Egypt: police, protesters clash for second day

Egyptian police and protesters clashed in Cairo’s city center and in the port city of Suez on Jan. 26, the second day of anti-government rallies. The Interior Ministry had banned all protests, and security officials said at least 500 were arrested around the country. In the capital, where demonstrators declared a “day of anger” to demand the resignation of Hosni Mubarak, police used tear gas and protesters responded with hurled stones. One protester and one police officer are reported killed in Cairo street fighting. In Suez, three protesters were reported killed in a police baton charge the previous day. (Middle East Online, YNet, Jan. 26)

See our last post on Egypt.

Please leave a tip or answer the Exit Poll.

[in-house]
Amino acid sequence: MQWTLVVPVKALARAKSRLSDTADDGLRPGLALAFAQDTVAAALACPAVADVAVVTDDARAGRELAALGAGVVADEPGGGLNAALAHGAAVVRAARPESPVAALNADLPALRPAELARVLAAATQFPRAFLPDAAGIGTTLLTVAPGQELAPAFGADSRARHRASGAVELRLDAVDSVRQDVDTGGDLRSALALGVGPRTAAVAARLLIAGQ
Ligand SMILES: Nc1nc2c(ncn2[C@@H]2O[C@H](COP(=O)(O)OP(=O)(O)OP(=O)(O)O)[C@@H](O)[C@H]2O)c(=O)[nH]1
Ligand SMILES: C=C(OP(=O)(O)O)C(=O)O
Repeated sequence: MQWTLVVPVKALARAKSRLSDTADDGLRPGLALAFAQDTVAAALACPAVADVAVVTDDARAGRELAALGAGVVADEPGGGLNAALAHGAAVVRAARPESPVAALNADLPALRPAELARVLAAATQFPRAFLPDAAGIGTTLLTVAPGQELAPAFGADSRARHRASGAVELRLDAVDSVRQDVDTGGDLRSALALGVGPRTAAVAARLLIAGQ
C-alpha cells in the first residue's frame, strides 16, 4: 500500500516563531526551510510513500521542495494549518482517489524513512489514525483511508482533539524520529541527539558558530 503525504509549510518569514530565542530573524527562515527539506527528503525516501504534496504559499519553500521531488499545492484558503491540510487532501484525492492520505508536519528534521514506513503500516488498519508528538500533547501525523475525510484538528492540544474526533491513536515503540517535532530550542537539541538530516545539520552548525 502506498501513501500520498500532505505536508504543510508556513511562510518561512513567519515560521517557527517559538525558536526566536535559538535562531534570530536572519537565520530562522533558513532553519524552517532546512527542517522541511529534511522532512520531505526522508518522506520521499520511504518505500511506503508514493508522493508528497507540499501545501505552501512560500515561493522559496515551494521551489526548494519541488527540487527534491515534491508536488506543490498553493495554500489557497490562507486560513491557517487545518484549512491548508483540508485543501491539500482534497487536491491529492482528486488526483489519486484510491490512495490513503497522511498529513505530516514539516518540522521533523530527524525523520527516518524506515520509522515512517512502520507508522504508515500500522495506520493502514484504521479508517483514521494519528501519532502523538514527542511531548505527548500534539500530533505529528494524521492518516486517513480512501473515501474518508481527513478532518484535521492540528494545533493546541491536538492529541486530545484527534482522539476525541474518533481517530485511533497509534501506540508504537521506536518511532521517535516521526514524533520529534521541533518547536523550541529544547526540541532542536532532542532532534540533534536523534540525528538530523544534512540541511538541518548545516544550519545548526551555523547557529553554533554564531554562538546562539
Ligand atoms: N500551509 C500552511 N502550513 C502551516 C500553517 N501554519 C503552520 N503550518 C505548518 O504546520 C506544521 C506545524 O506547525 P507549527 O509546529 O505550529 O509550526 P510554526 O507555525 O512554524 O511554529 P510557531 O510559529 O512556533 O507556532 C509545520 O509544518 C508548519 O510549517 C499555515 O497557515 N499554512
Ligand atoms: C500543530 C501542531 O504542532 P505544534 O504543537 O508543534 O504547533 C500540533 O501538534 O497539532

1. Biden betrays Egyptians
    Vice President Joe Biden told PBS NewsHour Jan. 27 that Egyptian President Hosni Mubarak is someone he knows “fairly well” and does not consider to be a dictator. Asked whether it is time for Mubarak to step down, Biden said no—going on to praise Mubarak as “an ally of ours” and partner in the Middle East peace process. He did add that “the time has come for President Mubarak to begin to move in the direction of being more responsive to some of the needs of the people out there.”

    The vice president was hesitant to link protests in Tunisia, Egypt and Yemen as part of a trend, saying he didn’t “see any direct relationship, other than it might be argued that what is happening in one country sparks whatever concern there is another country.” (In which case it is a trend, no?) Asked whether the Egyptians have the right to protest, he equivocated by calling for dialogue between protesters and the government. He called for both sides to refrain from violence, as if there was any equivalence between the violence of the protesters and that of the security forces.

    CSM informs us that Internet and instant message services are effectively shut down in Egypt, as protesters call for a national mobilization following Friday prayers on Jan. 28.